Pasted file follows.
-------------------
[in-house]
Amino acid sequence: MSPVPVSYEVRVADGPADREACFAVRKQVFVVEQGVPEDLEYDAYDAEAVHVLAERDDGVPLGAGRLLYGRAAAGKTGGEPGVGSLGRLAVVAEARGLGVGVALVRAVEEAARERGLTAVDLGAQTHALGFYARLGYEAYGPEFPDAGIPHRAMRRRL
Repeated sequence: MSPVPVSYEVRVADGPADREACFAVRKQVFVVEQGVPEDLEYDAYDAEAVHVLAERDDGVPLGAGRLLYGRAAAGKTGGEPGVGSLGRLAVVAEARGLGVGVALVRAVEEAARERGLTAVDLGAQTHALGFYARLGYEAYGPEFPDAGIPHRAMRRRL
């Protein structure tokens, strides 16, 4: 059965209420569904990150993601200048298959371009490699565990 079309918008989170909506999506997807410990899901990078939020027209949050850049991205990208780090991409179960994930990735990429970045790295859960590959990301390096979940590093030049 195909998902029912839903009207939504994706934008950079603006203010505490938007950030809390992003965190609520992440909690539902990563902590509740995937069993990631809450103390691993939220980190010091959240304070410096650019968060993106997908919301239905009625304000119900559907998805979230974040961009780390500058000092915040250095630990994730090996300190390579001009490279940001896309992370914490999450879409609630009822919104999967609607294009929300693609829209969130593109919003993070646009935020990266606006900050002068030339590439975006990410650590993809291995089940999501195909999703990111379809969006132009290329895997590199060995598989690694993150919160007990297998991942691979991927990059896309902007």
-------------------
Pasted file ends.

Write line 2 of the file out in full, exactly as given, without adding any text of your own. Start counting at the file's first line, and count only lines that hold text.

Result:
Amino acid sequence: MSPVPVSYEVRVADGPADREACFAVRKQVFVVEQGVPEDLEYDAYDAEAVHVLAERDDGVPLGAGRLLYGRAAAGKTGGEPGVGSLGRLAVVAEARGLGVGVALVRAVEEAARERGLTAVDLGAQTHALGFYARLGYEAYGPEFPDAGIPHRAMRRRL